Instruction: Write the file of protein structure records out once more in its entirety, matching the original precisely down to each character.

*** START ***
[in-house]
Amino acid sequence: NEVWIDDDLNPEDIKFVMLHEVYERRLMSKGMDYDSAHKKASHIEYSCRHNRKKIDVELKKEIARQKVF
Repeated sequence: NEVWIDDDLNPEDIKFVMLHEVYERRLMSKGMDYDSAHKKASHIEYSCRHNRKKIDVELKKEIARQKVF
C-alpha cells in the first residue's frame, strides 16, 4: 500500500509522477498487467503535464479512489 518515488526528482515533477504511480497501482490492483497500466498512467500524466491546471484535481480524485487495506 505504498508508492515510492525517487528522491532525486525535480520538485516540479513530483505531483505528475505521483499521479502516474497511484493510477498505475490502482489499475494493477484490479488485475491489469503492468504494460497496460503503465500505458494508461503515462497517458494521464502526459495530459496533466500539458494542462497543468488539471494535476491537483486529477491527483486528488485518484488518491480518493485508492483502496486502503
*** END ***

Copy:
[in-house]
Amino acid sequence: NEVWIDDDLNPEDIKFVMLHEVYERRLMSKGMDYDSAHKKASHIEYSCRHNRKKIDVELKKEIARQKVF
Repeated sequence: NEVWIDDDLNPEDIKFVMLHEVYERRLMSKGMDYDSAHKKASHIEYSCRHNRKKIDVELKKEIARQKVF
C-alpha cells in the first residue's frame, strides 16, 4: 500500500509522477498487467503535464479512489 518515488526528482515533477504511480497501482490492483497500466498512467500524466491546471484535481480524485487495506 505504498508508492515510492525517487528522491532525486525535480520538485516540479513530483505531483505528475505521483499521479502516474497511484493510477498505475490502482489499475494493477484490479488485475491489469503492468504494460497496460503503465500505458494508461503515462497517458494521464502526459495530459496533466500539458494542462497543468488539471494535476491537483486529477491527483486528488485518484488518491480518493485508492483502496486502503